This interpretation, however, had not gone uncontested. The judge reached it only after a free-for-all between the defense lawyer and the prosecuting attorney. According to the defense lawyer, words meant what dictionaries said they meant and what ordinary people understood them to mean. He quoted from dictionaries and called some men-in-the-street-type witnesses in order to drive the point home. One key term, boyrishir in Bengali, could hardly refer to the British government, as the prosecution claimed, because its conventional meaning was “from the head of the enemy.” Another, asur, meant the “forces of darkness.” It could not refer to Englishmen, who were not dark, as he demonstrated by quoting from speeches of the viceroy. As to a third supposedly incriminating term, rudhir, it was used in common sayings such as “I will offer my blood,” indicating a willingness to make a sacrifice. Anyone familiar with the customs of Hindus knew that they frequently sacrificed animals and that there was nothing offensive in the notion of blood being offered for a worthy cause. At the level of metaphor, the poem used the same figures of speech as in Hamlet’s most famous soliloquy. It was a meditation on freedom, based on the opposition between town and country life, like Goldsmith’s “Deserted Village.”

Indeed, Goldsmith’s poem contained a much stronger declamation against tyranny, yet it was commonly read, with no ill effects, by Indian children in British schools. In case the British had forgotten how their own poets celebrated freedom, the defense lawyer treated the court to some stirring passages from Cowper. In comparison to Cowper, he insisted, his client was mildness itself. Of course, the author of the Bengali poem drew on Hindu mythology, but if the court were to forbid all such references, nothing would be left of vernacular literature. To read sedition into such a poem was not merely to get it wrong, but to fan the flames of panic instead of calming them.

In rebuttal, the prosecutor raked over the text once more, arguing that the defense’s reading of it compounded faulty definitions with incoherent metaphors. Asur, for example, could not mean “darkness,” “for they are given legs and feet and described as trampling down paradise flowers under foot.” The textual exegesis went on and on, until the judge called a halt and offered a reading of his own, line by line, and finally arrived at the bottom line: sedition. The trial had everything that one would expect to encounter in a modern class on poetry: philology, semantic fields, metaphorical patterns, ideological contexts, reader response, and interpretative communities.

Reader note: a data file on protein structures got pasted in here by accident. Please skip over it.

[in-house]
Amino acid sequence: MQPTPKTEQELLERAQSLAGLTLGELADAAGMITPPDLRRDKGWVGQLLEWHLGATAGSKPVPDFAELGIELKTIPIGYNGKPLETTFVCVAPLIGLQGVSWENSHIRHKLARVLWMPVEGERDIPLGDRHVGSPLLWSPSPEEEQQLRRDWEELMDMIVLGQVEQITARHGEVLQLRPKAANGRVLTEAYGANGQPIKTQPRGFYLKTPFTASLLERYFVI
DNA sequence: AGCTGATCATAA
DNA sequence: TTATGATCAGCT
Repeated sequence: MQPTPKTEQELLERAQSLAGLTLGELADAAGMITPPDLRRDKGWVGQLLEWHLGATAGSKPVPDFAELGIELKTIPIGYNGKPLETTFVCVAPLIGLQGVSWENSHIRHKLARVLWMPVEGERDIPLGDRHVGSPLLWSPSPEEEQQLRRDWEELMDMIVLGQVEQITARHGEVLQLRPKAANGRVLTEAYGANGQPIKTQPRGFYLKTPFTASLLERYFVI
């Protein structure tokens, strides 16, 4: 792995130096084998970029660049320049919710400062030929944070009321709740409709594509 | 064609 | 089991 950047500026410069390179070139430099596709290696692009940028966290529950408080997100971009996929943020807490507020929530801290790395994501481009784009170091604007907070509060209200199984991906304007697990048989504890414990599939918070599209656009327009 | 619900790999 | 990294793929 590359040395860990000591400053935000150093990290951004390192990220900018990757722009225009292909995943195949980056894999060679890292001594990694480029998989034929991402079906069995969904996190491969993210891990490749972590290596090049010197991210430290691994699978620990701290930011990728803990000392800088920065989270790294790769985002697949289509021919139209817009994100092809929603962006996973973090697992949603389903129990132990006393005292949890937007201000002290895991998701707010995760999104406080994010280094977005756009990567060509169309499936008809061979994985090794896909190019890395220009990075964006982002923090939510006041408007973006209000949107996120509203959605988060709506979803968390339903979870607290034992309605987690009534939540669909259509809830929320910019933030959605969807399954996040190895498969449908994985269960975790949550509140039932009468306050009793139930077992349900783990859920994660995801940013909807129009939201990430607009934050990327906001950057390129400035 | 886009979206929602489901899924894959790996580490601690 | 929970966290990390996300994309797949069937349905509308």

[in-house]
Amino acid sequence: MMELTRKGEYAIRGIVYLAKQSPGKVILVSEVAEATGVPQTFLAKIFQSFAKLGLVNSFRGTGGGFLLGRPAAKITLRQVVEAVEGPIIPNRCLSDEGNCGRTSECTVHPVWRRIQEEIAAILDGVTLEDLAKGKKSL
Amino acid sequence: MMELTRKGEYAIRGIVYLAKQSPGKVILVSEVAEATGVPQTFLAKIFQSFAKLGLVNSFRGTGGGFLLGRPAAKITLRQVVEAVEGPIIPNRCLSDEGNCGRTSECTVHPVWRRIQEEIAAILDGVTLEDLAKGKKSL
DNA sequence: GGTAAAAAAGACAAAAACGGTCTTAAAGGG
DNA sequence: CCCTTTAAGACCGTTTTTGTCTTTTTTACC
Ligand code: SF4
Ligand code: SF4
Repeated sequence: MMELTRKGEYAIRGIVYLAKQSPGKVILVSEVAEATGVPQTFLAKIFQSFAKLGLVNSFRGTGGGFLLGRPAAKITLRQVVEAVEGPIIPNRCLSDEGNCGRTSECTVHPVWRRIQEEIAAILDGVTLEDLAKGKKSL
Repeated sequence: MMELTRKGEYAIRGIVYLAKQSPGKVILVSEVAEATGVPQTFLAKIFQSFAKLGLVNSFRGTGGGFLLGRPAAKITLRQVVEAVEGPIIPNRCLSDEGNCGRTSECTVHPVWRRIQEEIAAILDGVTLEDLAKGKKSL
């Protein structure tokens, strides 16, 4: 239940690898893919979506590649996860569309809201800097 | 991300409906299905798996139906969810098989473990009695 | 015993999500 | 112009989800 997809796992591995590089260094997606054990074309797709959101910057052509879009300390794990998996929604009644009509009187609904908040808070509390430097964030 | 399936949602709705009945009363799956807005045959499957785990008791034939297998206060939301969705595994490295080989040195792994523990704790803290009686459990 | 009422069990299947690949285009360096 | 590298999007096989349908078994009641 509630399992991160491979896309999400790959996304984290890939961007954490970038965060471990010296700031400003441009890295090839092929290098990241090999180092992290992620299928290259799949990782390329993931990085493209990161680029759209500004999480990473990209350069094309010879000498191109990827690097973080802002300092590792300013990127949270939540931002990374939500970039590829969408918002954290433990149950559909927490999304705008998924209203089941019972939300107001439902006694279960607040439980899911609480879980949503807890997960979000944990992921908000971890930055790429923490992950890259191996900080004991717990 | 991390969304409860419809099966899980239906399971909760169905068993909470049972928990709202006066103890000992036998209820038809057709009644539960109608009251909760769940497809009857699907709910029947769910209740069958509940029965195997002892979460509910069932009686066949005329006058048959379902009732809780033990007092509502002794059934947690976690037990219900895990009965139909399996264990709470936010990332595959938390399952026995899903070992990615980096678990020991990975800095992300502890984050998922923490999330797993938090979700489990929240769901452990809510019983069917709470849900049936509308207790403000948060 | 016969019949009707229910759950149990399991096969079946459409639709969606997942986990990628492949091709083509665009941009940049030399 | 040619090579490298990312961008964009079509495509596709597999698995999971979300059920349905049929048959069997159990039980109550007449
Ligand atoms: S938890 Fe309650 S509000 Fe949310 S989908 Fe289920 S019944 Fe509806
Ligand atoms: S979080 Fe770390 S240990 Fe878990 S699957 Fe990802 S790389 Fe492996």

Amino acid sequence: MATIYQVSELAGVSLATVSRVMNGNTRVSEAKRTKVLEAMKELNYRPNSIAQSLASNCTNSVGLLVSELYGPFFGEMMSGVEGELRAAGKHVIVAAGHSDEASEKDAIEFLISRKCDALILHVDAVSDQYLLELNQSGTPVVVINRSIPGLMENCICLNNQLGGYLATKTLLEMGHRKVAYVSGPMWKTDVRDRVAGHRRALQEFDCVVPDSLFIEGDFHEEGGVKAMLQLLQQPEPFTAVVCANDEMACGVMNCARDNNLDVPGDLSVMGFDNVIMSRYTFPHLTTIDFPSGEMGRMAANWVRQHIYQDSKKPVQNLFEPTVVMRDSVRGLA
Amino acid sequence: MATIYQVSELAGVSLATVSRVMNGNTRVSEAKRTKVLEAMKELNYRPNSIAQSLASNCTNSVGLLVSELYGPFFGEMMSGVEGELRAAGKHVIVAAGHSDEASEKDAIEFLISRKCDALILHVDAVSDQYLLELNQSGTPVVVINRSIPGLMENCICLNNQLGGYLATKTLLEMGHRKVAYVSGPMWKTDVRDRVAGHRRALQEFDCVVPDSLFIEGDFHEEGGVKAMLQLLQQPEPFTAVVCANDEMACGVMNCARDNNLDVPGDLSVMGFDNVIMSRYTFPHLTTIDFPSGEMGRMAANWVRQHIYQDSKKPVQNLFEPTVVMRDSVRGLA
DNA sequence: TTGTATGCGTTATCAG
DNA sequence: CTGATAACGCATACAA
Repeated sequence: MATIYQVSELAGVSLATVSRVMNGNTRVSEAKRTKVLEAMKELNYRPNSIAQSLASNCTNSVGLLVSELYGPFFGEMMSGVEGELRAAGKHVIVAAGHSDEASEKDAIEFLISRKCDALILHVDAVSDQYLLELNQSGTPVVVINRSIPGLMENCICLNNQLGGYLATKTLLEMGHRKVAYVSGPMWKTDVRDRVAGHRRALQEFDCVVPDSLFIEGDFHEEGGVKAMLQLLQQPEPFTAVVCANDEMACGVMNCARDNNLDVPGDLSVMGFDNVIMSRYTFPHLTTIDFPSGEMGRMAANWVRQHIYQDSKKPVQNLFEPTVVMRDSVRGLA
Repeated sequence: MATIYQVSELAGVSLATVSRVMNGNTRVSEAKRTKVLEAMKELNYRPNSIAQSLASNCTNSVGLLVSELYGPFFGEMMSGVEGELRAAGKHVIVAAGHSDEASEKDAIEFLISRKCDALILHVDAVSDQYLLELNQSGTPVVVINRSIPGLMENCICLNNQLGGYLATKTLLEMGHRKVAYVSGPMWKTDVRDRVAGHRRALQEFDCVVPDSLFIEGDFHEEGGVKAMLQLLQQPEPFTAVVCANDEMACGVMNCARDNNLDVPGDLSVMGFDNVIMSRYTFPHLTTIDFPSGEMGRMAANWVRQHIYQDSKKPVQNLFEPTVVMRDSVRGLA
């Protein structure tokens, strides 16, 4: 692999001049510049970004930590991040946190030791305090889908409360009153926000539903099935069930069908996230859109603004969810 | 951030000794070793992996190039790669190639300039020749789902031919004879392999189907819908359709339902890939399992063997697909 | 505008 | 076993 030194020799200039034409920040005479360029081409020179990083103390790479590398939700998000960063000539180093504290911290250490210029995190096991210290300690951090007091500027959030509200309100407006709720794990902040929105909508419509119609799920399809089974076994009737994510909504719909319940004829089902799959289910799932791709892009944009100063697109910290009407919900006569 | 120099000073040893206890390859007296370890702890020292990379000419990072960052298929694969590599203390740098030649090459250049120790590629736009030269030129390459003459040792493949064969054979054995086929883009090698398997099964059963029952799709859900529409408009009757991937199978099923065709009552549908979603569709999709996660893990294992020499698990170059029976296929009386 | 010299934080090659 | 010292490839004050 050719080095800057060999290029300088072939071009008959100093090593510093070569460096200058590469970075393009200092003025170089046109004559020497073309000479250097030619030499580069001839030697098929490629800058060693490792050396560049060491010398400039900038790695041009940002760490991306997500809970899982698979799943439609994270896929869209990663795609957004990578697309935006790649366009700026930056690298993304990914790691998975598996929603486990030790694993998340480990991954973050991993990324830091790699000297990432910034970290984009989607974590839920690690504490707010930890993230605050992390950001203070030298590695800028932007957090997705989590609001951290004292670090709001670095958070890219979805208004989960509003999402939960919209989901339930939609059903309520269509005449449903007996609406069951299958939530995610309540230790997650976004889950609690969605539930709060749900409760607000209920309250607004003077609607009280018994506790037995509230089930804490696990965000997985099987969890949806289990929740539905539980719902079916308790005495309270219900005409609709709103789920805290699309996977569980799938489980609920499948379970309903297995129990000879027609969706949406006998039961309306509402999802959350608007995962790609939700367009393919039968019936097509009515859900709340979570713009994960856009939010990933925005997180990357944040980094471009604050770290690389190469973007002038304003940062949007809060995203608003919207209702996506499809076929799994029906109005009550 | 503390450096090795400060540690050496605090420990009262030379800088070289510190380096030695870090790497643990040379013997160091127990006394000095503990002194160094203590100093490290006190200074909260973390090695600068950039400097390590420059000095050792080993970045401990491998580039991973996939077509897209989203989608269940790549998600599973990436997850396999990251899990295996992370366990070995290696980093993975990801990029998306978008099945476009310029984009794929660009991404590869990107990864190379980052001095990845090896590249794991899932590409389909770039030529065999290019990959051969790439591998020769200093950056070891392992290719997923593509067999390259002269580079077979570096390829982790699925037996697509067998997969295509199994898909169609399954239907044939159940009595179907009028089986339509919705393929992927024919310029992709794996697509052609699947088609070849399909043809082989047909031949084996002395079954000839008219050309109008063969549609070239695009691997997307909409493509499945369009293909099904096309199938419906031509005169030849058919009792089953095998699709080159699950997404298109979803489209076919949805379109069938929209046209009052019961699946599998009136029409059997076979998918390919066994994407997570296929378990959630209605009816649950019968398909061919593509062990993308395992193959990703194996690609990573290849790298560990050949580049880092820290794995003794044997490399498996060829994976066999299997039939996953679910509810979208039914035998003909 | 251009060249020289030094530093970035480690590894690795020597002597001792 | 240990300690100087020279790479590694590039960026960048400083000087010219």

Similar debates took place in case after case, for the authorities began to see sedition in all sorts of publications—histories, political pamphlets, religious tracts, plays, and songbooks. What had appeared as the harmless beginnings of a modern literature before 1905 stood condemned as revolutionary agitation by 1910. Literature now looked dangerous, because it was no longer restricted to the literati: it was spreading to the masses—that is, spreading “disaffection,” and “disaffection” meant sedition. Considering the impoverished and illiterate state of most Indian peasants, the diagnosis may have been exaggerated. But the civil service took it seriously:

Inflammatory statements…are read with avidity and believed without question in bazaars and villages…. From the original credulous readers, the report is disseminated among an illiterate population, whose susceptibility to the most extravagant rumors is proverbial, becoming in transit ever more distorted and more violent…. The dak [post] arrives, bringing with it the Sandhya or Charu Mihit or other paper locally popular, and some one among the village leaders reads out passages to a collection of bhadralog and others under the shelter of a convenient tree. Even the passing cultivator lays down his plough and joins the expectant group. The poisonous extracts are heard and digested, and then all disperse and go their ways, retailing what they have learnt with heaven knows what embellishments and exaggerations.